Civic Participation, Public Sphere Pedagogy, and Blended Learning Produce an Intergenerational Town Hall Meeting
Helen Teague, Pepperdine University, United States ; Charle Pruett, Pruett Gerontology Center, United States ; Chris Kyker, Texas Silver-Haired Legislature, United States ; Ashley Bryan, Abilene Christian University, United States
E-Learn: World Conference on E-Learning in Corporate, Government, Healthcare, and Higher Education, in Washington, DC, United States Publisher: Association for the Advancement of Computing in Education (AACE), San Diego, CA
This paper describes an Intergenerational Town Hall Meeting including six generations of participants. This paper establishes the protocol of the Town Hall forum mediated by intergenerational, civic participation, blended learning technology and social media tools for pre-service, pre-certification students at a private, Southwestern U.S. university. A partnership between a university research center, state advocacy group, and state, county, and local community organizations provided the Public-Sphere Pedagogy of the Town Hall Meeting. Qualitative pre-event survey data and post-event reflective data was collected and analyzed. These data sources found a correlation between a Town Hall Meeting learning experience and increased awareness, empathy, engagement, and yearning toward civic participation for both students and older adults. This study’s findings are transferable to other higher education departments.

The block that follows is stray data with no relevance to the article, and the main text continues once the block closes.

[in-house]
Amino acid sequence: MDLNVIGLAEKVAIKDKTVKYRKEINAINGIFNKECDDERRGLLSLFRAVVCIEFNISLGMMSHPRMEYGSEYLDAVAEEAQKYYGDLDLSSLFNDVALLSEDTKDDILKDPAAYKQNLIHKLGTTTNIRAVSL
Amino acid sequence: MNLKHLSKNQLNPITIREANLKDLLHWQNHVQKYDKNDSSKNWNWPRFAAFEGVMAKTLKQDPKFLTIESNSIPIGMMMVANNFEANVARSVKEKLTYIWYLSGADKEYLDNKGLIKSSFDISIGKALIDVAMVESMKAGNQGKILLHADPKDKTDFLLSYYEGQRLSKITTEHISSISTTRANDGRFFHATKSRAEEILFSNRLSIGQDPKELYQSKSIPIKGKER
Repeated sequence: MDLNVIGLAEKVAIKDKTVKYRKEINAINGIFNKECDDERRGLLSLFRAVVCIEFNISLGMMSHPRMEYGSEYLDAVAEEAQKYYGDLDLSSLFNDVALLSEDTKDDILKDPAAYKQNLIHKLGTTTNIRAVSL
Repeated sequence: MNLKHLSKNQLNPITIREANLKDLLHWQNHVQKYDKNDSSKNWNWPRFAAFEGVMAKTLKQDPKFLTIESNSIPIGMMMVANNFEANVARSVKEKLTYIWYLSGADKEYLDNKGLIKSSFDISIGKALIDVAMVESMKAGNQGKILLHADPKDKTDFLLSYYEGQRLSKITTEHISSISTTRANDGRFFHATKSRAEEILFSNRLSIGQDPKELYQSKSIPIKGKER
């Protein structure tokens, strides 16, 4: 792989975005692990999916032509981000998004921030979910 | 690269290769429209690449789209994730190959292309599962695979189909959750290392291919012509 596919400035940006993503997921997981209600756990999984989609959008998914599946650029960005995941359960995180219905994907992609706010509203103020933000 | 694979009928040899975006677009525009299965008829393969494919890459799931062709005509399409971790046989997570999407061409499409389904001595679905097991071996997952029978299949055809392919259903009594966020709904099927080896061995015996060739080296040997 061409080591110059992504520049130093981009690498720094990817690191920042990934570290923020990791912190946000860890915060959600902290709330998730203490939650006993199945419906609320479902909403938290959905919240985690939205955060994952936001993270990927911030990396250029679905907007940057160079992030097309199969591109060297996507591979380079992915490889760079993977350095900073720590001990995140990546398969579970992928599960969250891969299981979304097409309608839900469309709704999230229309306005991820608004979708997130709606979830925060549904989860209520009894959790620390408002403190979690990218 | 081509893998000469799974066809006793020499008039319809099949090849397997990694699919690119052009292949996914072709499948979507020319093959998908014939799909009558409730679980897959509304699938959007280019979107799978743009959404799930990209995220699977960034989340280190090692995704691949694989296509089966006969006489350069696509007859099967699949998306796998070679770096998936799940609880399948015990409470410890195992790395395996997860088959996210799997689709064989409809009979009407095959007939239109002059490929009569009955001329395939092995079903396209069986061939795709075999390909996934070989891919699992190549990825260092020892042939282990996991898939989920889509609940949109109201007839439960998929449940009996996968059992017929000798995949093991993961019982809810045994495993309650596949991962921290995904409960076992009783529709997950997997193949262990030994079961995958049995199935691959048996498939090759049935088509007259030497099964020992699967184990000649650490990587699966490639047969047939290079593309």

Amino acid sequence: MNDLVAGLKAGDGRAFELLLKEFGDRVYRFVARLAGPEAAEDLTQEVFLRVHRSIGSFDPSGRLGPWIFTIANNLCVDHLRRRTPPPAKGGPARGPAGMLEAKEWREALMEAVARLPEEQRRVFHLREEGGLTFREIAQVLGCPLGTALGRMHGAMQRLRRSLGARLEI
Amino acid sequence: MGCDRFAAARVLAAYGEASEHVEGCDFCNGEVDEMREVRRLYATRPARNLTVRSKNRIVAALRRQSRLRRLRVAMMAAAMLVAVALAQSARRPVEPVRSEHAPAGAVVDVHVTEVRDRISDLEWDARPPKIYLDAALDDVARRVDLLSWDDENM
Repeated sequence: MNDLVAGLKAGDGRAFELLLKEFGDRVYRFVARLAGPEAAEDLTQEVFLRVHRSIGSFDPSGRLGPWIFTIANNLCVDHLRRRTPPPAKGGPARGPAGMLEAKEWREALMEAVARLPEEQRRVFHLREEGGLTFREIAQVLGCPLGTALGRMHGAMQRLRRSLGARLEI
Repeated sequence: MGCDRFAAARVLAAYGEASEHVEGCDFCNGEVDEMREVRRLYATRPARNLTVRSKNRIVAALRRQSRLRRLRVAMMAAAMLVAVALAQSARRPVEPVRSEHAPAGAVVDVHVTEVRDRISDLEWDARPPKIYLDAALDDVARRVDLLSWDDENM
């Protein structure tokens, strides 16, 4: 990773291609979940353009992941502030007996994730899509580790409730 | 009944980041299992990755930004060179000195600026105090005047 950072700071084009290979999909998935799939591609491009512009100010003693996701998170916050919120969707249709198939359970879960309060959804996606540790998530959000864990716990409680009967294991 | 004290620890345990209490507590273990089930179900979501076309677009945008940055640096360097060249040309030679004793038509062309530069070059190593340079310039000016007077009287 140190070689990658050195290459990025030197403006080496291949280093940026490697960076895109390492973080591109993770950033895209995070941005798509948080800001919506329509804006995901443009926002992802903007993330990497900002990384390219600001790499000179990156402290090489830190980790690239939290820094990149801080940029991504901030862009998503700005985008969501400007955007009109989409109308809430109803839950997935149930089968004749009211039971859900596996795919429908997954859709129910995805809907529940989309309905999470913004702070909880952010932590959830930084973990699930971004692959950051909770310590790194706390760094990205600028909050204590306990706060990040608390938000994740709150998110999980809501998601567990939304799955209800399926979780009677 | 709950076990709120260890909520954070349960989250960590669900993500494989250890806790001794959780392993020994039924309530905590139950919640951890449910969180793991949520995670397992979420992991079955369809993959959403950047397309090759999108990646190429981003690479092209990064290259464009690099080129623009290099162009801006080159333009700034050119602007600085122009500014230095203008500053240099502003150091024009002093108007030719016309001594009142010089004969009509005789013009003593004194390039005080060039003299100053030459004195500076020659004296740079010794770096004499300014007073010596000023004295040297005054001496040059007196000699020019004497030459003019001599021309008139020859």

Teague, H., Pruett, C., Kyker, C. & Bryan, A. (2016). Civic Participation, Public Sphere Pedagogy, and Blended Learning Produce an Intergenerational Town Hall Meeting. In Proceedings of E-Learn: World Conference on E-Learning (pp. 888-897). Washington, DC, United States: Association for the Advancement of Computing in Education (AACE).
© 2016 Association for the Advancement of Computing in Education (AACE)
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